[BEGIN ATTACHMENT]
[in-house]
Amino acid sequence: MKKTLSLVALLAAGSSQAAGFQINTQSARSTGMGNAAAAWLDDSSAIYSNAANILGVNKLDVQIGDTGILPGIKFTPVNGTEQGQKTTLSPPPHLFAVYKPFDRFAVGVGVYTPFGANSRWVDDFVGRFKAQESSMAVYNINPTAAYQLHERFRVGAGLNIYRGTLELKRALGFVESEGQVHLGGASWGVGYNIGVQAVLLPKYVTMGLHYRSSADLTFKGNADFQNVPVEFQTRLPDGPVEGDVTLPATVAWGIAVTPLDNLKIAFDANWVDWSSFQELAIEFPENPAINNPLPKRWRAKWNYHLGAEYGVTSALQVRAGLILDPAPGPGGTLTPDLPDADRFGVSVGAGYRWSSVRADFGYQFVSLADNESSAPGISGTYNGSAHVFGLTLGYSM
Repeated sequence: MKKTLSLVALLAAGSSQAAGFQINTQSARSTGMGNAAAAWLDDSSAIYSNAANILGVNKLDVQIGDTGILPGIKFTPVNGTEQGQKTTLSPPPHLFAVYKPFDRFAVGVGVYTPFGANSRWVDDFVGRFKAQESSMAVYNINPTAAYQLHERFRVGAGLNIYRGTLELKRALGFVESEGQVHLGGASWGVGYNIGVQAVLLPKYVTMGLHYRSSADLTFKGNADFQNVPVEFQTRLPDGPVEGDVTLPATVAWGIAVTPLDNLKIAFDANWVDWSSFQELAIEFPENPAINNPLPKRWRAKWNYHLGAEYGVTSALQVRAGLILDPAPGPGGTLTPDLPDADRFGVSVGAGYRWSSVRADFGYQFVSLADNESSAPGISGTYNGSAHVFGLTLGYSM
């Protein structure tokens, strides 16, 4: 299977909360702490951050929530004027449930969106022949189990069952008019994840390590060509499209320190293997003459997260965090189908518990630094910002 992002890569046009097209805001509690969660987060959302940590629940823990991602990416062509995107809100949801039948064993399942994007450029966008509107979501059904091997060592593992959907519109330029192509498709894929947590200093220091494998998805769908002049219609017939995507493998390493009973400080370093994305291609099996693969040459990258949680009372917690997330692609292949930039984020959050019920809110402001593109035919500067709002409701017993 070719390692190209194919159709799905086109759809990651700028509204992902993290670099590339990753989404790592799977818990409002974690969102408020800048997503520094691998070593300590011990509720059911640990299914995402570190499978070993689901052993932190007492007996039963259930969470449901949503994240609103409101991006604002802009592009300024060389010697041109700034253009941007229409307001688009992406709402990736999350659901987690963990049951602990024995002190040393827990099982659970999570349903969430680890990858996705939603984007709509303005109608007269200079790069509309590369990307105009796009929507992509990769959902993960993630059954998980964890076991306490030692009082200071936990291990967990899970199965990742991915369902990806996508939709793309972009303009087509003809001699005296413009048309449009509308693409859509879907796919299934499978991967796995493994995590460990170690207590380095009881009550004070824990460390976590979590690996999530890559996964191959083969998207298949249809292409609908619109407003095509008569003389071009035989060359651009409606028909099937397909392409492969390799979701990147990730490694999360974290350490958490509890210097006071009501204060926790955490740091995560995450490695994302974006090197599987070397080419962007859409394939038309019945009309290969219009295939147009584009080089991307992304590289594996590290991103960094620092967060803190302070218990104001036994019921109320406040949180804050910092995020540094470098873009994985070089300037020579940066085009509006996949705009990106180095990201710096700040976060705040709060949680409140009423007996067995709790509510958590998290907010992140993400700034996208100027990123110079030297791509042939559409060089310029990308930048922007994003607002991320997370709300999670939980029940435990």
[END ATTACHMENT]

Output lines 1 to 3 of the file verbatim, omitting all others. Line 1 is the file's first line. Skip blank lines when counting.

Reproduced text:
[in-house]
Amino acid sequence: MKKTLSLVALLAAGSSQAAGFQINTQSARSTGMGNAAAAWLDDSSAIYSNAANILGVNKLDVQIGDTGILPGIKFTPVNGTEQGQKTTLSPPPHLFAVYKPFDRFAVGVGVYTPFGANSRWVDDFVGRFKAQESSMAVYNINPTAAYQLHERFRVGAGLNIYRGTLELKRALGFVESEGQVHLGGASWGVGYNIGVQAVLLPKYVTMGLHYRSSADLTFKGNADFQNVPVEFQTRLPDGPVEGDVTLPATVAWGIAVTPLDNLKIAFDANWVDWSSFQELAIEFPENPAINNPLPKRWRAKWNYHLGAEYGVTSALQVRAGLILDPAPGPGGTLTPDLPDADRFGVSVGAGYRWSSVRADFGYQFVSLADNESSAPGISGTYNGSAHVFGLTLGYSM
Repeated sequence: MKKTLSLVALLAAGSSQAAGFQINTQSARSTGMGNAAAAWLDDSSAIYSNAANILGVNKLDVQIGDTGILPGIKFTPVNGTEQGQKTTLSPPPHLFAVYKPFDRFAVGVGVYTPFGANSRWVDDFVGRFKAQESSMAVYNINPTAAYQLHERFRVGAGLNIYRGTLELKRALGFVESEGQVHLGGASWGVGYNIGVQAVLLPKYVTMGLHYRSSADLTFKGNADFQNVPVEFQTRLPDGPVEGDVTLPATVAWGIAVTPLDNLKIAFDANWVDWSSFQELAIEFPENPAINNPLPKRWRAKWNYHLGAEYGVTSALQVRAGLILDPAPGPGGTLTPDLPDADRFGVSVGAGYRWSSVRADFGYQFVSLADNESSAPGISGTYNGSAHVFGLTLGYSM